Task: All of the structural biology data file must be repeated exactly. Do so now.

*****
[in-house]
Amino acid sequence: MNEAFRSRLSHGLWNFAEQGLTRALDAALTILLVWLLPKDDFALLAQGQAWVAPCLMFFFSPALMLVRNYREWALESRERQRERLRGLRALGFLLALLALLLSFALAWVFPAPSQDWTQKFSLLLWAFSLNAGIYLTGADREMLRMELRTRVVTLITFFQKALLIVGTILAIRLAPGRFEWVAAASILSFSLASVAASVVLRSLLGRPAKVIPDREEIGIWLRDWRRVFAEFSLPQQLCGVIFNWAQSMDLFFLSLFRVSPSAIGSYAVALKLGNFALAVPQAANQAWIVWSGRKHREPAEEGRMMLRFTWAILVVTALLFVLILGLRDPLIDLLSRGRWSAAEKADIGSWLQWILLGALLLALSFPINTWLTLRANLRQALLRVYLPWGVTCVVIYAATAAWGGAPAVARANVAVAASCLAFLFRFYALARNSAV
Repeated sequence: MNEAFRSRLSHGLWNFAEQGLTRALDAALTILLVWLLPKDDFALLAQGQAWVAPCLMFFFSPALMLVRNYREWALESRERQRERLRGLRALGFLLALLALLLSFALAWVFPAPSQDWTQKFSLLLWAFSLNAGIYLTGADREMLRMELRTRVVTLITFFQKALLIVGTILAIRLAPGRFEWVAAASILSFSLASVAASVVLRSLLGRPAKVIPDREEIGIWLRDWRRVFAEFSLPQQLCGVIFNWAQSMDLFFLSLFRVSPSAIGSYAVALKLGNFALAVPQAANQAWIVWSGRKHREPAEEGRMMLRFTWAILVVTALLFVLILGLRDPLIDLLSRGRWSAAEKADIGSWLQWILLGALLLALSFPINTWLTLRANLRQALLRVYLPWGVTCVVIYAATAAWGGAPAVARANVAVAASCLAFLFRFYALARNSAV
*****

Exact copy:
[in-house]
Amino acid sequence: MNEAFRSRLSHGLWNFAEQGLTRALDAALTILLVWLLPKDDFALLAQGQAWVAPCLMFFFSPALMLVRNYREWALESRERQRERLRGLRALGFLLALLALLLSFALAWVFPAPSQDWTQKFSLLLWAFSLNAGIYLTGADREMLRMELRTRVVTLITFFQKALLIVGTILAIRLAPGRFEWVAAASILSFSLASVAASVVLRSLLGRPAKVIPDREEIGIWLRDWRRVFAEFSLPQQLCGVIFNWAQSMDLFFLSLFRVSPSAIGSYAVALKLGNFALAVPQAANQAWIVWSGRKHREPAEEGRMMLRFTWAILVVTALLFVLILGLRDPLIDLLSRGRWSAAEKADIGSWLQWILLGALLLALSFPINTWLTLRANLRQALLRVYLPWGVTCVVIYAATAAWGGAPAVARANVAVAASCLAFLFRFYALARNSAV
Repeated sequence: MNEAFRSRLSHGLWNFAEQGLTRALDAALTILLVWLLPKDDFALLAQGQAWVAPCLMFFFSPALMLVRNYREWALESRERQRERLRGLRALGFLLALLALLLSFALAWVFPAPSQDWTQKFSLLLWAFSLNAGIYLTGADREMLRMELRTRVVTLITFFQKALLIVGTILAIRLAPGRFEWVAAASILSFSLASVAASVVLRSLLGRPAKVIPDREEIGIWLRDWRRVFAEFSLPQQLCGVIFNWAQSMDLFFLSLFRVSPSAIGSYAVALKLGNFALAVPQAANQAWIVWSGRKHREPAEEGRMMLRFTWAILVVTALLFVLILGLRDPLIDLLSRGRWSAAEKADIGSWLQWILLGALLLALSFPINTWLTLRANLRQALLRVYLPWGVTCVVIYAATAAWGGAPAVARANVAVAASCLAFLFRFYALARNSAV